What is Chirimaaji チリマアジ ?
Since the 1970s, the Chilean horse mackerel (chiri-maaji) developed into one of the most important commercial fish species in the world. Chiri-maaji is closely related to the Japanese horse mackerel (māji), so that this type is classified also by the Japanese as "real mackerel".
Chiri-maaji for Sushi and Sashimi
The meat is very soft, pink and fatty, regardless of its freshness. Especially fresh specimens have a more subtle taste. Besides being prepared as sushi or sashimi, it is also a popular dish when grilled or otherwise cooked. In the 1990s, Chilean horse mackerel played an important role in surimi production, but due to declining catches and changing economic conditions, it has become less important. Mackerel (aji) is very popular in Japan and particularly healthy because of its rich omega-3 fatty acid content. Chiri-maaji sushi is usually served with freshly grated ginger and Japanese bunching onion.
Characteristics & Ecology
Chilean horse mackerel are schooling fish that can be found on coasts as well as in the open ocean. They usually swim in depths between 10 and 70 m, occasionally they can reach depths of up to 300 m. Their distribution extends from the South Pacific over the southwest Atlantic to the eastern Central and South Pacific. They feed mainly on fish larvae and small crustaceans. This species can live up to 16 years. As for themselves, they serve as a source of food for tuna and swordfish. For industrial aquaculture they are often processed into fish meal and used as feed.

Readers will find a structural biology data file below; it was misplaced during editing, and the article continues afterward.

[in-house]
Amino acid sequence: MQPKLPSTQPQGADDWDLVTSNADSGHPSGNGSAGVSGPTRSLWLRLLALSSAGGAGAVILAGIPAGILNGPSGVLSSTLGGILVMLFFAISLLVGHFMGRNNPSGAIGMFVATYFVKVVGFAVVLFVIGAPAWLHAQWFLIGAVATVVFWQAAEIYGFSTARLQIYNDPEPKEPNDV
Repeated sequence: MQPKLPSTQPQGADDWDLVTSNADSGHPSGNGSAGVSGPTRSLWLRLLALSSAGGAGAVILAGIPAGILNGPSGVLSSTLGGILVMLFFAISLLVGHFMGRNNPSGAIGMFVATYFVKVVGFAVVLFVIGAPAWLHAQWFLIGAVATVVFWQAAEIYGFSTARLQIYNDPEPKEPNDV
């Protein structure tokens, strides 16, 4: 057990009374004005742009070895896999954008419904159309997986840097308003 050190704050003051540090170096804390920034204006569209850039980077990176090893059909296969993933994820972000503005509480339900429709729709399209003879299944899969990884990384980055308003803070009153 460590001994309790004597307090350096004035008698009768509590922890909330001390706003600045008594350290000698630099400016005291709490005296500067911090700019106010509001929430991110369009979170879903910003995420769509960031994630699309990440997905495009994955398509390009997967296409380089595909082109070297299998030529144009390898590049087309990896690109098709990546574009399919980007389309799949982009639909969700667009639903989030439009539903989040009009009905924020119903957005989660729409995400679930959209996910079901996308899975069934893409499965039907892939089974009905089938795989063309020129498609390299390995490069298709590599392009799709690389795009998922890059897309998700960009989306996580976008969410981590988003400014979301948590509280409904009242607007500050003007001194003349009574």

As a migratory species, they migrate north in the summer months and return south when the sea temperature begins to fall. The northern stock spawns in summer, while the southern stock has its main spawning season in November to January. They are caught using trawls, longlines, purse seines, pots and netting.